2004-06-01 - Overweight Issues
The Summer Question Series, 2004 #1
1 Corinthians 9:27, "But I buffet my body and make it my slave, lest possibly, after I have preached to others, I myself should be disqualified."
I would like to thank the many of you who submitted questions. They came from literally all over the world, and I was very encouraged by the response. I will do my best to get to one each Tuesday. Some of the questions we have covered in years past and are available in the devotional archives. Some of the questions are new to this yearly series. Today is such an example.
Question 1: "I am dealing with overweight issues, and would like to have scriptural guidance to help remove the spirit of gluttony. I am hesitant to discuss this with my pastor at this time for personal reasons, but would appreciate any scriptural insight."
This is an issue that many struggle with. It is not too far from the truth to state that we are an overweight, indulgent society. I can't imagine that this is pleasing to the Lord, for several reasons. One we find in Romans 12:1, where we are urged to "present our bodies a living and holy sacrifice, acceptable to God." Psalm 119:70 and Jeremiah 5:28 put a negative light on being fat, and while both these verses might be taken metaphorically, there is something of a principle to be derived here, because being fat is associated with negative connotations. Proverbs 23:1-3 suggests we put a knife to our throat if we have a great appetite. Lastly, Philippians 3:19, places an uncontrollable appetite as characteristic of those who have fallen away from the faith and have constructed a false God.
The Scriptures are fairly tough on this one, and I admit that I have taken these passages in their worst possible light regarding this topic. However, there is a principle here, and it is that the Lord has given us the body we live in (Our "tent," 2 Corinthians 5:4). In order to serve Him as long as possible, we need to take care of it. Being overweight hinders our ability to serve Christ, because the more overweight we are, the more our ability to effectively serve is hindered. Being overweight causes fatigue sooner in our activities and can simply prohibit our ability to even attempt to do certain things. Being overweight also shortens life. It can lead to diabetes, heart problems, and a host of other ailments. It is not incomparable to the experience of someone who smokes. The life expectancy of a smoker is 13 years less than that of a nonsmoker.
That's the negative, and it was hard to write, because I know that many struggle with this, and their struggles are real. For many, it is not that they have not tried to lose weight. In fact, many have tried every program available and had no success. I don't know much about Weight Watchers or the other groups and their methods, but there are some principles that I think can help someone lose weight.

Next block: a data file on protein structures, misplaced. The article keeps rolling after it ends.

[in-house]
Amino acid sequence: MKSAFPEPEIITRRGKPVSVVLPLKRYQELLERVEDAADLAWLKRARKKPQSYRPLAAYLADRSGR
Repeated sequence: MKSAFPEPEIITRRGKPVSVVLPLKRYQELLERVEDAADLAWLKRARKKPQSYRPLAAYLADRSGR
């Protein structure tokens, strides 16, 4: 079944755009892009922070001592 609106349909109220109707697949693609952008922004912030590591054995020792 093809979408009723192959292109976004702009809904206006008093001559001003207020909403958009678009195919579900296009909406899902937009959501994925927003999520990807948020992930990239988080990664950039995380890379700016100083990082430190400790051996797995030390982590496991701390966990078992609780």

Before you take my advice on losing weight, you should probably consult a physician. He/she will be better able to understand what you should and should not do. Losing weight takes a lot of discipline. It will also require sacrifice. It may require, and probably should, the habits that led to the weight gain be reversed.
Fast food should probably be eliminated, and that includes those new "healthy" salads that make us feel that we are being healthy, when in reality, we enjoy them because they are loaded with sodium. It may be that steak needs to be substituted with fish. Portions can't be of the "Hungry Man" size, but rather smaller portions must become the rule. Fresh fruit and vegetables should be substituted for sweets and chips. Canned fruit and vegetables are loaded with salt. Frozen fruit and vegetables are a little better. Fresh is best. Someone with whom I used to work used to tell me, because I drank a lot of water, "Water washes the fat right out of you." Water should be substituted for juices and soda. Exercise has to become a regular part of the daily routine. Exercise will build muscle, and muscle requires more calories to maintain than fat.
To lose weight really requires a change of lifestyle. Old habits have to die, since they are the habits that caused the problem, and new habits have to be formed. In that sense it is much like sanctification, where we seek to purge sin and put on the righteousness of Christ. It is, as it were, a sanctification of the body. It may require that there are times when you are hungry and have to simply endure the discomfort of hunger pains. However, the payoffs of a healthy lifestyle are worth the effort. Heaven will be a wonderful place, but we need not hurry ourselves to get there. By taking care of our bodies, we can be of useful service to Christ before we enter into His rest. By taking care of our bodies we can grow in, and cultivate our relationship and communion with the Lord longer before we meet Him. This will make that meeting sweeter than ever.
Thank you for your question. I hope some of what I have written is helpful. I know it is a tough issue, and it is also one that is on the minds of many people. Thanks for taking the bold step to put it out there.
Soli Deo Gloria,